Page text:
"Artificial psychology" follows the organization of a regular textbook in introductory psychology. In each one the contents are presented avoiding any technical language, and the arguments are often illustrated by clear examples or references to popular culture, like movies, novels, etc. The book does not presuppose any previous knowledge from the reader and thus represents an ideal starting point for undergraduate students and laymen interested in pondering the questions related to the uniqueness of human intelligence and behaviour, the possibility of building artificial systems able to display them, and the consequent philosophical, social or ethical implications.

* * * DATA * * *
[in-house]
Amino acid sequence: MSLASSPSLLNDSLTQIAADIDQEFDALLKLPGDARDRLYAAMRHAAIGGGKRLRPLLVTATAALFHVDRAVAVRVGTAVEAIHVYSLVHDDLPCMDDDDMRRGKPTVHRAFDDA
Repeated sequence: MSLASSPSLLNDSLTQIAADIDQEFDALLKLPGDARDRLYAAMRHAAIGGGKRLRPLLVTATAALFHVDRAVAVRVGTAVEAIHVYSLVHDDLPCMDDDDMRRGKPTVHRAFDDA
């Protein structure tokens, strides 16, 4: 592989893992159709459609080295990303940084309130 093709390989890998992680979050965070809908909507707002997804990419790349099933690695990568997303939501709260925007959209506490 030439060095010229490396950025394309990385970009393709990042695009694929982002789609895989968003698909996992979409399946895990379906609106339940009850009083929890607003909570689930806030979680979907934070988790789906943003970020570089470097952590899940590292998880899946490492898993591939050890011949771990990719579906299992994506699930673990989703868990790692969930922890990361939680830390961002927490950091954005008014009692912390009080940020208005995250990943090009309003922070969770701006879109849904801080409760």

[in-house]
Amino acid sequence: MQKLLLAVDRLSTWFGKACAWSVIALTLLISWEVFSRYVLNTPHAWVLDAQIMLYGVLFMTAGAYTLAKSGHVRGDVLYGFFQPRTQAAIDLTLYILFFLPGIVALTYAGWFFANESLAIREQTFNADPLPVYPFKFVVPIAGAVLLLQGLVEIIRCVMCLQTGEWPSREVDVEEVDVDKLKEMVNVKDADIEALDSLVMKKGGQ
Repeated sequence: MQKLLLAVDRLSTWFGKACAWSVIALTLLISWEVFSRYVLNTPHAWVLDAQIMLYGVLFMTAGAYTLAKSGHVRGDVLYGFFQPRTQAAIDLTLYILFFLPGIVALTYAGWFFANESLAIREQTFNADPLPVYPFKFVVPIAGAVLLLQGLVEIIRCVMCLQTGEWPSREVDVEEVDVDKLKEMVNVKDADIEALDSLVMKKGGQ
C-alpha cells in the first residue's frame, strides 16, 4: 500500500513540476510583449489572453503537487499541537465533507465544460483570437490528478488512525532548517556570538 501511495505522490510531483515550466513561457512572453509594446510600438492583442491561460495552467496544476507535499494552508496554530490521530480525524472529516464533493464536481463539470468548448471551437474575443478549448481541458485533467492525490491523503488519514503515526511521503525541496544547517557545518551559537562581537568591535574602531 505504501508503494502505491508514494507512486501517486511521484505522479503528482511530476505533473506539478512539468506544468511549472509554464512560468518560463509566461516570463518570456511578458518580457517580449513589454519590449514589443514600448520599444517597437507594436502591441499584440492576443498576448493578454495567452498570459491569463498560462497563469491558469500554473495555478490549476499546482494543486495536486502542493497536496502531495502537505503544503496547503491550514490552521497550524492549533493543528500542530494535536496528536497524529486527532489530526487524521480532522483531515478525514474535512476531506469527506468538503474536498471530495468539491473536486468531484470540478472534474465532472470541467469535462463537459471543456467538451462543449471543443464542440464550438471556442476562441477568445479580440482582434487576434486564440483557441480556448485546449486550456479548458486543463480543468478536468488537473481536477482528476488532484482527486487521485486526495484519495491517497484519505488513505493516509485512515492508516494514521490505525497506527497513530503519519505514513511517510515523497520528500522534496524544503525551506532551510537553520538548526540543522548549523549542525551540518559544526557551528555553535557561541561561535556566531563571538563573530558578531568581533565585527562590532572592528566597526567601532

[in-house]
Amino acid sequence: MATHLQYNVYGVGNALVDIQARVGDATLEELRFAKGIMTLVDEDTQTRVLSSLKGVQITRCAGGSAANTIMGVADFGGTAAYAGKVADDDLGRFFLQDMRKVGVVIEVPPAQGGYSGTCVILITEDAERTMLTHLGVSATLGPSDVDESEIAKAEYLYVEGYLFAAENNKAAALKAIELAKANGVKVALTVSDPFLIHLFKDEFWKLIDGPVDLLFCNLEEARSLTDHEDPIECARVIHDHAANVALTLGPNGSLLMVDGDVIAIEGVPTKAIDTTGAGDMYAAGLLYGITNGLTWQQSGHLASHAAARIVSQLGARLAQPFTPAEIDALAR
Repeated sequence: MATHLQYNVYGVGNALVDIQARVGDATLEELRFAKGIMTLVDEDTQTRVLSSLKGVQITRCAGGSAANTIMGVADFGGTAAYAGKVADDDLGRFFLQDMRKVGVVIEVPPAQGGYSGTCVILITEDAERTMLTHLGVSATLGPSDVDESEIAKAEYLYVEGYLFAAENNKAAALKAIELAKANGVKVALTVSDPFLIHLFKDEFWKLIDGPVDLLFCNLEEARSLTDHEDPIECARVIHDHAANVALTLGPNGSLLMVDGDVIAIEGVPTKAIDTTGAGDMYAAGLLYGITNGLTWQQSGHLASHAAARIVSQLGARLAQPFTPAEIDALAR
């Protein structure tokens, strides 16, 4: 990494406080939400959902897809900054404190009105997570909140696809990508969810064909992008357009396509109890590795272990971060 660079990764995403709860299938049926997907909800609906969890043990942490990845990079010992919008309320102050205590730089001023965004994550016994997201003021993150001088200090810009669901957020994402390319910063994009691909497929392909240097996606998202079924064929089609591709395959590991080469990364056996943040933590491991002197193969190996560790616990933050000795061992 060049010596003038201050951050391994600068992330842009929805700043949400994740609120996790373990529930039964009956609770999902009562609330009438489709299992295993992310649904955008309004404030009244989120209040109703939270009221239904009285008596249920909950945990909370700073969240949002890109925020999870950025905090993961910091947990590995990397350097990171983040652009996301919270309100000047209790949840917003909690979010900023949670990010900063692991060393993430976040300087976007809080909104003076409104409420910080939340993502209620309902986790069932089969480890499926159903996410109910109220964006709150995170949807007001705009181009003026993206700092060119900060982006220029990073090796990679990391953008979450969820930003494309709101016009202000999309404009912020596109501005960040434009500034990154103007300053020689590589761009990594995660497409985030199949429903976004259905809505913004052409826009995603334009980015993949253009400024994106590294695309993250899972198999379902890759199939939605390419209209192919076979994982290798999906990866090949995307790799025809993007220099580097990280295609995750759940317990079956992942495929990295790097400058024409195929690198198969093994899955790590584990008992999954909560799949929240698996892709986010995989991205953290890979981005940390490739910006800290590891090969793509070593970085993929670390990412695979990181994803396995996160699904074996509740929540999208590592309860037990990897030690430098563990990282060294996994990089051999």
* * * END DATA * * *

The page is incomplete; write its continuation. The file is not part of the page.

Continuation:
Following an engineering approach, the book explores the attempts made to reproduce human cognitive abilities, and uses them to offer an operational definition of the process involved in the areas of perception and action, learning, memory, language, intelligence, consciousness, creativity, motivation and emotion. Along the way the reader is introduced to the idea of functionalism and the argument of the "Chinese room"; the perspective on the development of cognitive faculties and the role of the body as a mediator between the environment and the mind given by the principles of situatedness and embodiment. The overall goal, expressed by the author in the introduction, is to compose all these elements in the portrait of an "artificial person". Updating the Turing Test with the advancements made in so far by the science of the artificial, an artificial person should be able to display human-like abilities not only in use of language, but in all kinds of interactions with its (social) environment.